Real and Fake Confidence

Imposter Syndrome is a non-clinical term for a set of thoughts and feelings experienced by many people who achieve success but might not feel they deserve it or are as qualified as others at the same station in life. This is a situation where we lack the confidence that might be appropriate to our situation. In this case, we might have all the appropriate qualifications and rights to something, but our perspective doesn’t allow us to see or accept them.

An alternative is sometimes called fake-it-till-you-make-it where we are genuinely unqualified or out of place, but act as if we are. This approach can work because it opens us up to gaining experience in doing something while keeping that humility in check. What it means is that we might not know the answers, but that we’re proceeding as if we did (yet with the curiosity as if we didn’t). Research suggests this can be an effective strategy, particularly when approaching a new situation because projecting confidence can help others trust you and engage you more, which increases your ability to learn, achieve and use observational learning and positive experience. Not bad.

These illustrate another feature of confidence is self-awareness. Self-awareness is our ability to stand apart from ourselves and see ourselves as others might and allows for a better appraisal of our skills and abilities in relation to others. Without self-awareness, we can’t know the degree that we know or have skills in something. We also won’t know how to question something or accept change.

Awareness of whether we fit or don’t can help us take the actions to ensure that we do fit.

Building Confidence

What are some lessons we can take about building and understanding the place of confidence in change?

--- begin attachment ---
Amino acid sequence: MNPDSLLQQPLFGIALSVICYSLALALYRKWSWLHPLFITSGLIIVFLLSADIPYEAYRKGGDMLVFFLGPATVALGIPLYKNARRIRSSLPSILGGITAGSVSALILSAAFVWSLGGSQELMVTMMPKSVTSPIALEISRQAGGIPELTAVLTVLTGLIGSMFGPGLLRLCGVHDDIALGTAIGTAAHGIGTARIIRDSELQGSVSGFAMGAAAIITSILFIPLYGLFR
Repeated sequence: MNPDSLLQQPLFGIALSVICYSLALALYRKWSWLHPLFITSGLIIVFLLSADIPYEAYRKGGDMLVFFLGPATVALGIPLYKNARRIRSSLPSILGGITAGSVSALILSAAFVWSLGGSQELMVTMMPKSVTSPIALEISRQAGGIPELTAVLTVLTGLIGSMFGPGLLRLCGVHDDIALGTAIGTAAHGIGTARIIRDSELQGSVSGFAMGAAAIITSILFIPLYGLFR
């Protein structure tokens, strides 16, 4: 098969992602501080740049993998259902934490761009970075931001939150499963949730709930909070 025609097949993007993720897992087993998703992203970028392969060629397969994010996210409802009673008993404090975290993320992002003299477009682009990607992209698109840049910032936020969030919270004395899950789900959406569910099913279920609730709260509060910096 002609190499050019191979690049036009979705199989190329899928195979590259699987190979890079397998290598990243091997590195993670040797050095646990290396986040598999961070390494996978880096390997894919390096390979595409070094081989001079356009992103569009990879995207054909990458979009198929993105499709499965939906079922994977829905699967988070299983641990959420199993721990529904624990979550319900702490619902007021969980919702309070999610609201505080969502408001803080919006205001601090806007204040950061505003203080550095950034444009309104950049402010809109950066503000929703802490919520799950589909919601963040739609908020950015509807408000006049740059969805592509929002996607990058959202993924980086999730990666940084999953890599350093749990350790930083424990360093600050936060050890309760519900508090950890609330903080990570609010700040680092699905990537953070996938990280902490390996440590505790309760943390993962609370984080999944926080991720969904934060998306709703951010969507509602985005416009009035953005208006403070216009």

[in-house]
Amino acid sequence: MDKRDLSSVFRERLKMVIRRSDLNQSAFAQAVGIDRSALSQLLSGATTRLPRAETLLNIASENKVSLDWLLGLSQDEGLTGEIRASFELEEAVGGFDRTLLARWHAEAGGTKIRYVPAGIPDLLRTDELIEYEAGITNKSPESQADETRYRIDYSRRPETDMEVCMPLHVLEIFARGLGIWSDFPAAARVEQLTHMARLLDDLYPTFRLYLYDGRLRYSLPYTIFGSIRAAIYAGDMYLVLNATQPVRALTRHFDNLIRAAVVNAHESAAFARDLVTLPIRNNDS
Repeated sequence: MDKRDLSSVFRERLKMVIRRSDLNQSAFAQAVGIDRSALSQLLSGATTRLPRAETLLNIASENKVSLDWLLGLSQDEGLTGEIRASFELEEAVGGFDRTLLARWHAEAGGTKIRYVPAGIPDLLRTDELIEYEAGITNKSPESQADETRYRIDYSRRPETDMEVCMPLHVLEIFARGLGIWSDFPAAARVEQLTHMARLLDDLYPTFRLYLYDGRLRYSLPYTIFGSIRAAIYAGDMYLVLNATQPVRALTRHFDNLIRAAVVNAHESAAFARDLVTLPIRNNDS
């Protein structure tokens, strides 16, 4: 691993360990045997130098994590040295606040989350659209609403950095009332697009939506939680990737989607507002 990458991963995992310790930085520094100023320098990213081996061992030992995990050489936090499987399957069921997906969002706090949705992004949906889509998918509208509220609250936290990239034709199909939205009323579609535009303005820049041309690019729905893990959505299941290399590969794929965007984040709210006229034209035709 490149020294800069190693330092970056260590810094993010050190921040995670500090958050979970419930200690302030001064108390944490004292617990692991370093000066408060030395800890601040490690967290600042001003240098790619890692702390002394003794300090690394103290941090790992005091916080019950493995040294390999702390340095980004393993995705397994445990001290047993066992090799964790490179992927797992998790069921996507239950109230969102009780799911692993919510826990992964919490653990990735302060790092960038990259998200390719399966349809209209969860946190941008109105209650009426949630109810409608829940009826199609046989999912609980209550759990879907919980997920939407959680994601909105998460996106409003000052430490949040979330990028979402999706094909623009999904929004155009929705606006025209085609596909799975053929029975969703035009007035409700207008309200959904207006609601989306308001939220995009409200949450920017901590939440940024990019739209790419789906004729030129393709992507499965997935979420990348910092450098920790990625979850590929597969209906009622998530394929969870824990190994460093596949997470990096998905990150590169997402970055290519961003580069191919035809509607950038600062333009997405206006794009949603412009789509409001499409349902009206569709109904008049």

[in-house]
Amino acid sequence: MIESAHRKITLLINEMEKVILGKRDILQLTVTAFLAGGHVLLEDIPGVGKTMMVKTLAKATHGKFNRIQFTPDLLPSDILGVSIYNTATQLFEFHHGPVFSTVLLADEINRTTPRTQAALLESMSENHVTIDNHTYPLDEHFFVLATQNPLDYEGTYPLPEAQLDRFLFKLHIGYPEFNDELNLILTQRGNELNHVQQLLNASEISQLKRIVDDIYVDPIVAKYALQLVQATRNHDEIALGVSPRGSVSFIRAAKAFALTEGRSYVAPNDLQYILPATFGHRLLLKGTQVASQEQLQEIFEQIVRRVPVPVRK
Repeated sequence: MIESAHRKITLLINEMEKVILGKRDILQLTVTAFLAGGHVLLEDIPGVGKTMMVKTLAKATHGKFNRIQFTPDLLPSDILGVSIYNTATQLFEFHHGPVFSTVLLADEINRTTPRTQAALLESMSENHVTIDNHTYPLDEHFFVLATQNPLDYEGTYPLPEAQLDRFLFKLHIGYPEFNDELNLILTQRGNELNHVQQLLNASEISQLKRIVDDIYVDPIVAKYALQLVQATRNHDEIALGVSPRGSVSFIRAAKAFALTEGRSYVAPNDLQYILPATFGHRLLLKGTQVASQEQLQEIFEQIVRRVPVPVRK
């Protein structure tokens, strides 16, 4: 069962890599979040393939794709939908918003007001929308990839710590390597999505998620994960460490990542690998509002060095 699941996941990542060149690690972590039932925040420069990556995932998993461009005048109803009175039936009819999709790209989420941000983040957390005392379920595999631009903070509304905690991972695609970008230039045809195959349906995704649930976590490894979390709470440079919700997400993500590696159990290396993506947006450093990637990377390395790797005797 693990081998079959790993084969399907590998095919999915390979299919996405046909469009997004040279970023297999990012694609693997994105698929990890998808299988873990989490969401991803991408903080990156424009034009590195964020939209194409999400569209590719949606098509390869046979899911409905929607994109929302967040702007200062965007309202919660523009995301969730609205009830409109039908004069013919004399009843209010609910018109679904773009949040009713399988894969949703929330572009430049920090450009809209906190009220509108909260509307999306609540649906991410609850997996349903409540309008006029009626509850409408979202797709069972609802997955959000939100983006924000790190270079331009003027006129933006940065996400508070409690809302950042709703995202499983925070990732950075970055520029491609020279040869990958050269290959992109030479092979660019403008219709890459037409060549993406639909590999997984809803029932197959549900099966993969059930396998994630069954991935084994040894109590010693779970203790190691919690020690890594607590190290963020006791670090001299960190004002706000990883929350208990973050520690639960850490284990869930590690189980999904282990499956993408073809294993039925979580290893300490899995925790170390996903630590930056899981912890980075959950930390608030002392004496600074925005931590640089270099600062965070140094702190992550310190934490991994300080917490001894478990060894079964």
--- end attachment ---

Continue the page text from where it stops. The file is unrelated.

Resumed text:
First, Confidence is best paired with humility and curiosity. NASA was curious about discovery knowing that they had much to learn while holding a belief they could be successful. They were cautiously confident. Franz Reichelt was convinced he had the answer and sought to prove it. His lack of humility and persistence in learning more ahead of his actions cost him his life.

Second, different perspectives are important: our confidence can only be nurtured outside of a vacuum. Feedback from those around us — directly or indirectly, through observation and comments – is vital to improving our performance. This is why NASA succeeded in putting a man on the moon: they had many different perspectives and engaged in much feedback gathering.

Third, know thyself. Take feedback in, assess it against your values and beliefs, and see how it fits. By being humble, bold, and open to feedback and how that fits with our values and goals we can create the confidence to take action.

Hope is often thought of as a feeling, but what we know about the psychology of hope is that it is much more than that. Hope can be designed, even when we’re feeling hopeless. By linking how we feel to what we think and planning a strategy to reach a goal we can transform a desperate situation into one that has promise. I hope you’ll enjoy this. For more on this hope and change visit us at — Send in a voice message:
  1. 16. Hope, By Design
  2. 15. Introducing Design
  3. 14. Momentum
  4. 13. Coffee and Change
  5. Getting Out More

To learn more about building behaviour change strategies listen and subscribe to the first season of Censemaking: The Innovation Podcast as we explore the key foundations of behaviour change and innovation psychology. For more in doing this work with your organization, reach out and let’s talk more about how I can help you. Thanks for reading.

Photo by sydney Rae on Unsplash

Scroll to Top
%d bloggers like this: